Nonresidents must pay a hunting license ($131.00) and a nonresident habitat charge ($15.00) in order to hunt in Iowa. To hunt deer, you'll also need tags, which are $498.00 for an any-sex tag and antlerless tag combo. A deer hunting application will cost $644.00 plus any relevant fees. You can apply by phone or online for both the license and the tag.
Iowa residents are required to purchase a resident hunting license that costs $41.00. The nonresident license is $131.00 while the resident habitat fee is $15.00. Tags are $498.00 for an any-sex tag and antlerless tag combo. An optional drawing for additional tags takes place each year in September. Hunters can enter this drawing by paying an additional $125.00 for more tag options.
Hunters must be at least 16 years old to purchase a license. Those under 18 may not shoot guns during the season nor may they use bows. They can still participate in other aspects of the harvest such as tagging and removing organs.
Only one deer per square mile is allowed, except if you have a permit allowing you to take multiple deer. If you take more than your permit allows, then you'll need to sell the extra animals on the market after the season ends.
Hunters should always check with local game officials before going out into the field because rules change from county to county.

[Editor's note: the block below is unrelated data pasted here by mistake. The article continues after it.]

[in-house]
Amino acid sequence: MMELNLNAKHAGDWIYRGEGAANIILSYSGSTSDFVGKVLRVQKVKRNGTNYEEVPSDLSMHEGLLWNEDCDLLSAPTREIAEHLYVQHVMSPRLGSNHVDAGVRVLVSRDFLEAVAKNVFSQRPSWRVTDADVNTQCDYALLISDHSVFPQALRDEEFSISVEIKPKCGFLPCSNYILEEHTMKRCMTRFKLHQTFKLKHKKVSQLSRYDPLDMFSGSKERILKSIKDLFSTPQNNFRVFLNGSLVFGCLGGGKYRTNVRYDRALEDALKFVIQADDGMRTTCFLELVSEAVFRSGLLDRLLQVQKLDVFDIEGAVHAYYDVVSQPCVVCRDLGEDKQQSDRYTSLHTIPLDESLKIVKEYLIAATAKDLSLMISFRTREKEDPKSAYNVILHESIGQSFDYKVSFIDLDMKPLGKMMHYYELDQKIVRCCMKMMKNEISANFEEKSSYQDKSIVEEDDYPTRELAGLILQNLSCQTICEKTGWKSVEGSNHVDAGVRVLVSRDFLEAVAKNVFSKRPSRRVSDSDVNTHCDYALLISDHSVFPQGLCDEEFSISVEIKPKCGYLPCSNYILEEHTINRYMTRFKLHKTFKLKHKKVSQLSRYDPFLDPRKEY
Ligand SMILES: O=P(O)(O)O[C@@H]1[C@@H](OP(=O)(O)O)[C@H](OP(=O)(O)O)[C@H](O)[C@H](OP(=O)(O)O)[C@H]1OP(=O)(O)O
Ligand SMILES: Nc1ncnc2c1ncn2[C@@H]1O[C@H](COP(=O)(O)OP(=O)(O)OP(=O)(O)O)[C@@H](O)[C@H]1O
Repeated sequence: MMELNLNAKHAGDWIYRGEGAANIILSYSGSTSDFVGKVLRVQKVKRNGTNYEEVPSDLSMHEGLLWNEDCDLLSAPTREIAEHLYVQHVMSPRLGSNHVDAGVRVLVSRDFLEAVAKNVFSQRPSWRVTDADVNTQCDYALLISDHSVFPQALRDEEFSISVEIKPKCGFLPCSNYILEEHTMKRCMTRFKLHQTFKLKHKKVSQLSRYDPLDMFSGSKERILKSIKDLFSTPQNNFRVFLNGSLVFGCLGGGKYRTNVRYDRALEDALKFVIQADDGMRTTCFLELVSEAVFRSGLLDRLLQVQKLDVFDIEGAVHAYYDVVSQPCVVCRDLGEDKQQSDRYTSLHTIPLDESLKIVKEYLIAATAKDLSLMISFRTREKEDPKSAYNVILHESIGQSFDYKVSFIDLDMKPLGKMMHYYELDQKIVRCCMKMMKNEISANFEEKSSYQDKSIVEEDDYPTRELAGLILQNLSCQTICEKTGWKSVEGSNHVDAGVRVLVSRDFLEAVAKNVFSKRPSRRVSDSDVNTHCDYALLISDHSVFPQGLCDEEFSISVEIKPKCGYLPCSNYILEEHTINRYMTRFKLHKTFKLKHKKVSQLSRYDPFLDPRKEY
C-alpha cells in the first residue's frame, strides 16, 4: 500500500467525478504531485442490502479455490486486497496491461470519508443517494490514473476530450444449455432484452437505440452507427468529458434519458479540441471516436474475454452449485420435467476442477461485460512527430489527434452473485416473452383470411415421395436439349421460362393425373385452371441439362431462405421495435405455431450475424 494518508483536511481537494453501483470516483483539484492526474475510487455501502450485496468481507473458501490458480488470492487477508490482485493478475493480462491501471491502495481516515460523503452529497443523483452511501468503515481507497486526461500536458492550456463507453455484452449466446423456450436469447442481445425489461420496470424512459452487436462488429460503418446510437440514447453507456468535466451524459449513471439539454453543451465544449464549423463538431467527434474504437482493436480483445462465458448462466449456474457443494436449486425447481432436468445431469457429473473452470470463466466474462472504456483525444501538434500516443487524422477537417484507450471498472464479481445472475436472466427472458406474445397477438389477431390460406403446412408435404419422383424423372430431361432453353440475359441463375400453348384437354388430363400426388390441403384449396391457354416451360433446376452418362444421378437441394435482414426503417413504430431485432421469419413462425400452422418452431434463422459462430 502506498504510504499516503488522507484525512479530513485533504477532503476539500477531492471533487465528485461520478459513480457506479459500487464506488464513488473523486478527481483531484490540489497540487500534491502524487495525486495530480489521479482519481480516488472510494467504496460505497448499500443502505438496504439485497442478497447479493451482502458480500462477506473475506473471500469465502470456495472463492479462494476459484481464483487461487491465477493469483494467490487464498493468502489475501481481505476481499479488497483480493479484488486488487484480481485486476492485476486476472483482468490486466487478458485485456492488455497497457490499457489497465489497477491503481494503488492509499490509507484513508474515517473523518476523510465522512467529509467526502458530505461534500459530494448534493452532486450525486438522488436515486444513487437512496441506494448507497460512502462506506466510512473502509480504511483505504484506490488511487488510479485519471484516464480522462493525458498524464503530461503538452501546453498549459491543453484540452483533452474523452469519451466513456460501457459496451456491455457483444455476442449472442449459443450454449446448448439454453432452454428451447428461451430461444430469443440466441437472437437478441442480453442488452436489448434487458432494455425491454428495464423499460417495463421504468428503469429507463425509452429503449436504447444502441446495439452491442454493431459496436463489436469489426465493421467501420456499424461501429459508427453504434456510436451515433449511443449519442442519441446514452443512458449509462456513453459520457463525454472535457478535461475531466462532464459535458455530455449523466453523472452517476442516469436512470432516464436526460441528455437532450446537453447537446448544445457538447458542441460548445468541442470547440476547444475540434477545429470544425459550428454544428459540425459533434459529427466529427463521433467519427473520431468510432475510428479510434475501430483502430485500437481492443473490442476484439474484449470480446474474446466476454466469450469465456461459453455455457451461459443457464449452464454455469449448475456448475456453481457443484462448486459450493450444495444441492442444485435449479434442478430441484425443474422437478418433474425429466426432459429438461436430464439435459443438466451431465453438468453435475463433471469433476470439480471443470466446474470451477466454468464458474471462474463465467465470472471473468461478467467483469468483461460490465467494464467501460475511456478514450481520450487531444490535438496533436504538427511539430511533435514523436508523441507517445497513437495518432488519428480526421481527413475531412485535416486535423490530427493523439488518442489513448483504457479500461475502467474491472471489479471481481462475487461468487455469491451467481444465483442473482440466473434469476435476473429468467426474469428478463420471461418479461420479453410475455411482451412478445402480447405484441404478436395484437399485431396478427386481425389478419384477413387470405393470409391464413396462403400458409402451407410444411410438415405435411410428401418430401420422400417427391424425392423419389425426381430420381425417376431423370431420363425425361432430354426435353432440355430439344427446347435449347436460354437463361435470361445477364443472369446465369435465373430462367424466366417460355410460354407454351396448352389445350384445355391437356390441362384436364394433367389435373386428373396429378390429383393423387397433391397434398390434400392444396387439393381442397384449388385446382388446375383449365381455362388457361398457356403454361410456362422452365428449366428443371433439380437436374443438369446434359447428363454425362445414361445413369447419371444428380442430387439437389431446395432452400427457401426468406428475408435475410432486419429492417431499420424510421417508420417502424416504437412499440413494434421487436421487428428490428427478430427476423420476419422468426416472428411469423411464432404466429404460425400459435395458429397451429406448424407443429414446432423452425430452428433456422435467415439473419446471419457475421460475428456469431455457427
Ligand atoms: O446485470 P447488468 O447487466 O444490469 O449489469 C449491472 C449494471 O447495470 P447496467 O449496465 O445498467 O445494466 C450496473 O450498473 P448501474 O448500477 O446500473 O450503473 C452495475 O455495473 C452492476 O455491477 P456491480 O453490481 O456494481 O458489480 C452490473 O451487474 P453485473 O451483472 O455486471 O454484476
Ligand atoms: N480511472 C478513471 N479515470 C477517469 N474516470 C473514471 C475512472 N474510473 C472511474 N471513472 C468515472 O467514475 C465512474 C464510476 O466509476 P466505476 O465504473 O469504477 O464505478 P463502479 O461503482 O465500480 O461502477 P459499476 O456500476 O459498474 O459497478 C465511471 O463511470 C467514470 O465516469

To hunt or trap in Iowa, citizens 16 to 64 years old and all non-residents, regardless of age, must pay the Wildlife Habitat Fee if they are required to obtain a hunting or fur-harvester license. To shoot deer and turkey, all non-residents must pay the Wildlife Habitat Fee. Residents are not charged this fee.
The fee is $10 for residents younger than 18 and non-resident youth 17 to 18 years old. It is $20 for all other youth younger than 21 and adults. The fee is valid for one year from the date of purchase. It may be purchased at any Department of Natural Resources office or online through our website at www.iowadnr.org.
The purpose of the Wildlife Habitat Stamp is to help defray the cost of managing wildlife within the state. The DNR charges an annual licensing fee to cover the cost of administering the program. The money collected from the Wildlife Habitat Stamps is used exclusively for conservation activities that benefit all Iowa hunters and trappers, including habitat management, education, law enforcement and research.